Months after Jones' and Muggeridge's reports were printed, Duranty finally took a tour of the countryside, and reported that he saw no signs of a famine -- no signs that 10 million people had died of starvation. Afterwards, Duranty himself, in a private conversation with British Embassy employees, placed the number of dead at 10 million. But even then he temporized in his news dispatches.

Duranty claimed that moral vision should play no part in reporting. If not morals, what then had obstructed Duranty's stunted reportorial vision?

Stalin was a masterful juggler of men, even more accomplished in this regard than Duranty. The Western news crew in Moscow knew that if they revealed too much of the truth, their papers would suffer and they would be out of a job. Even so, there was a reportorial line drawn in the sand that men of good conscience would not cross. Muggeridge -- a committed socialist married to the niece of Beatrice and Sidney Webb, both celebrated Fabian socialists and admirers of the Soviet utopia, along with such notables as Bernard Shaw -- was determined upon his arrival in Moscow to live and work there. He quickly became disillusioned.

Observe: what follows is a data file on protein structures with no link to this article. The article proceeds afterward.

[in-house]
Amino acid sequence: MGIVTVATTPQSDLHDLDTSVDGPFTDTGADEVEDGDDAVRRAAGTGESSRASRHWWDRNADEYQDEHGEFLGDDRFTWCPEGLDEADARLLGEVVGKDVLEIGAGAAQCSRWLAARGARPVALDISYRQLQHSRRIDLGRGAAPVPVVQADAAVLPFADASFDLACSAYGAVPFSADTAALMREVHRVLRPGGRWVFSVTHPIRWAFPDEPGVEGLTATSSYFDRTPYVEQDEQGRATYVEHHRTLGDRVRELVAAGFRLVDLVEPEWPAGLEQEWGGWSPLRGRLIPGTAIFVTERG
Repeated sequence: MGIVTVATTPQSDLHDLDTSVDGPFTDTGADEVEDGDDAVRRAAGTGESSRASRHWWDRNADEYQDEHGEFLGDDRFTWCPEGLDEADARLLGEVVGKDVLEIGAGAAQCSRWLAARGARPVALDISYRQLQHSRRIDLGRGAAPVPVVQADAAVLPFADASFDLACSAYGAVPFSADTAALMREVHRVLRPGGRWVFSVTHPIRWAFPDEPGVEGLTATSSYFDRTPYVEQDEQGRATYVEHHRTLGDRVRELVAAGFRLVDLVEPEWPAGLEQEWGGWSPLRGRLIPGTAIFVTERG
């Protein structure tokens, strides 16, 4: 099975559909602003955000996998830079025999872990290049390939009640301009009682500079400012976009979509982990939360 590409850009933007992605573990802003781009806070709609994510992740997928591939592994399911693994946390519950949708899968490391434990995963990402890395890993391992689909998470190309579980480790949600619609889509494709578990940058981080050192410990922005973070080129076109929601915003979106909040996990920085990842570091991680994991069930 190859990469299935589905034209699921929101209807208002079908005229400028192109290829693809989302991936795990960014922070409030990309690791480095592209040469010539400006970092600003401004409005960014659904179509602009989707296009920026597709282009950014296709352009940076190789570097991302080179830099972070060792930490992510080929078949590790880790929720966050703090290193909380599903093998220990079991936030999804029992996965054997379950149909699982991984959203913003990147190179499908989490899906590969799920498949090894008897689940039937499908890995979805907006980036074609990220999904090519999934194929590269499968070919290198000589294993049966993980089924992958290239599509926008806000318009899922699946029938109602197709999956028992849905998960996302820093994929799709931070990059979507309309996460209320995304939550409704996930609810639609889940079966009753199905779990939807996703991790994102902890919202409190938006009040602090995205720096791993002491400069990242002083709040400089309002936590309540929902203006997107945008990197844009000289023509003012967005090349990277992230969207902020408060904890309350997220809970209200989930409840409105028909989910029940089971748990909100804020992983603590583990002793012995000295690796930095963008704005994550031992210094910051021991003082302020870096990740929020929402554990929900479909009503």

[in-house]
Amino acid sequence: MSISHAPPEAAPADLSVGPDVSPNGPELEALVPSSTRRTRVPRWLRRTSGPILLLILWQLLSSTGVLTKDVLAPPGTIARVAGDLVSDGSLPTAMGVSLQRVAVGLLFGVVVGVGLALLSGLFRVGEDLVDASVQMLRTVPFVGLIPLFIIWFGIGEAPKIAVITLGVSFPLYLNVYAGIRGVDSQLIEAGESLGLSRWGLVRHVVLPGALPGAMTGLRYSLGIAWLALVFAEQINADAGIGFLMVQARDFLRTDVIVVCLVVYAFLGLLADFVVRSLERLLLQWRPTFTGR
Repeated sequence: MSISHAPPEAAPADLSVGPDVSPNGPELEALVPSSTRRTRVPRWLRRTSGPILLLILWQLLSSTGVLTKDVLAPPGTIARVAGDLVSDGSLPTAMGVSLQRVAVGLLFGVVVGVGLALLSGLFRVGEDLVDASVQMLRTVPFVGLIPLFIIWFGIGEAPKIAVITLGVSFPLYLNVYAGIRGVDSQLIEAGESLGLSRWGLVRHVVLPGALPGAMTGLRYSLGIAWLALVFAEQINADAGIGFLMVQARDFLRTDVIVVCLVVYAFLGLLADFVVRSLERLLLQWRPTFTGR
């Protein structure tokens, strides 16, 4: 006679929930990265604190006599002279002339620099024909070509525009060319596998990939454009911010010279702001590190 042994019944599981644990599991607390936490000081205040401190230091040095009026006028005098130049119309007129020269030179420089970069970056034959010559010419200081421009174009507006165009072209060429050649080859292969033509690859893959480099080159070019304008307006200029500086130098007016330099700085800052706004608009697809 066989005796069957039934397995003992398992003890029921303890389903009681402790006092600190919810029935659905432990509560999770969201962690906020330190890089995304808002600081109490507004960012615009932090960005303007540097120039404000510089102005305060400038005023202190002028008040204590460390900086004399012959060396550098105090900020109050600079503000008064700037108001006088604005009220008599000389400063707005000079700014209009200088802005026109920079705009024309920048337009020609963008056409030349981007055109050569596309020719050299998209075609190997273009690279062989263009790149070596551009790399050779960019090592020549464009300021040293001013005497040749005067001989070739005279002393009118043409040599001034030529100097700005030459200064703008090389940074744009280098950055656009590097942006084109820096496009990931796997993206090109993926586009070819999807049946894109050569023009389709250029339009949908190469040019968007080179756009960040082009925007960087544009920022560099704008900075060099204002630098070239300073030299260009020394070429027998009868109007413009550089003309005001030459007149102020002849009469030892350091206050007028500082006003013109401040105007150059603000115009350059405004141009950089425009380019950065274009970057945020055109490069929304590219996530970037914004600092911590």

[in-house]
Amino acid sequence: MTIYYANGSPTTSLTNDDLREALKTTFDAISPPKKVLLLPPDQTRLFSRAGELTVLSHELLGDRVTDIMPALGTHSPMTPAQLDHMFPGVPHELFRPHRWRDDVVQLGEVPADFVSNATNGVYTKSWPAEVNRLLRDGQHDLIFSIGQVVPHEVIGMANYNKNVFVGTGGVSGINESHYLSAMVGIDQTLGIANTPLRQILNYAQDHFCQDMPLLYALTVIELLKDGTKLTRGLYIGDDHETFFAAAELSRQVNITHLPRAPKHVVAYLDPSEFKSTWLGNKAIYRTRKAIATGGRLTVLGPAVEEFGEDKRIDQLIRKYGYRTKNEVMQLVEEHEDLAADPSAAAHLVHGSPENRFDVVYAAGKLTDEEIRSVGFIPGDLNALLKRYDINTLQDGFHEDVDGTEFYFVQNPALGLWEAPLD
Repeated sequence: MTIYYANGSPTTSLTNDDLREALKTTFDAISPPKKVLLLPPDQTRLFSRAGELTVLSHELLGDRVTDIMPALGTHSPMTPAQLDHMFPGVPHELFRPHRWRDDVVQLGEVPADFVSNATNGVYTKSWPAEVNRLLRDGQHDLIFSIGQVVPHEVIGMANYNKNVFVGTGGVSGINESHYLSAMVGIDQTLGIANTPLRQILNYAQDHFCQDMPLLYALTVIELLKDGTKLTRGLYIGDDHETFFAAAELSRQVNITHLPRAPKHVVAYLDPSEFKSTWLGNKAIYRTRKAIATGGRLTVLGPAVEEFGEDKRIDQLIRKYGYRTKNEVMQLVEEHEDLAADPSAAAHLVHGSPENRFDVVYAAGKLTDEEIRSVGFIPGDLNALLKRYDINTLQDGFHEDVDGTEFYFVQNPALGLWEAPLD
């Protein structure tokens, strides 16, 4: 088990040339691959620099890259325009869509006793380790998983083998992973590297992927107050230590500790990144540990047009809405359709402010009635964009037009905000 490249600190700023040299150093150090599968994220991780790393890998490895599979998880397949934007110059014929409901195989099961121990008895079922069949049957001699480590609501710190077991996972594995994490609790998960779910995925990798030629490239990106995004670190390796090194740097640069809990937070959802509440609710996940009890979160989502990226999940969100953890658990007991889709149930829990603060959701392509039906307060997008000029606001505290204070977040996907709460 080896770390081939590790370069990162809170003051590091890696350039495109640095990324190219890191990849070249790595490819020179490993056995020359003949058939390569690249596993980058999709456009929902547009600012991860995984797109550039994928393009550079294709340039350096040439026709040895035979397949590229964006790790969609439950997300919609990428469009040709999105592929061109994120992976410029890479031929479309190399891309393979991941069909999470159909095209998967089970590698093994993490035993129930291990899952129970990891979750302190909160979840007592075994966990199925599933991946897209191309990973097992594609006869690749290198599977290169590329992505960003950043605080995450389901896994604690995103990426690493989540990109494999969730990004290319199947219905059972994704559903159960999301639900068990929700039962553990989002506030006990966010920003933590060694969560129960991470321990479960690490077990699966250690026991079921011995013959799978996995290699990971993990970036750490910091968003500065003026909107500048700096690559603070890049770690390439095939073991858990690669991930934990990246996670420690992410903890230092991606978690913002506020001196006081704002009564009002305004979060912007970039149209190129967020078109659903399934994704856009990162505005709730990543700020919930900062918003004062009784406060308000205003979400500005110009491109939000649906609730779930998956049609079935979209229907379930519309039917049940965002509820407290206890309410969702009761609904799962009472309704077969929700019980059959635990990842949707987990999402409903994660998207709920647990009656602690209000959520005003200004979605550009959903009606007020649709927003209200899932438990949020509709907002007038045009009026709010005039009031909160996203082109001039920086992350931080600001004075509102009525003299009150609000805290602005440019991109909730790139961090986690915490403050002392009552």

There was a line of division among Western reporters in Moscow represented by A.T. Cholerton and Duranty. Once asked by Western visitors whether the Soviets respected the principle of habeas corpus during their show trials, Cholerton famously responded that it had been replaced by the concept of habeas cadaver. It was the kind of witticism that, finding its way into the Western press, was likely to earn a reporter a ticket home from the cadaver makers.

Oddly enough, it may have been the sight of a small woodland chapel converted to proletarian uses in one of Russia's vast forests that turned Muggeridge around.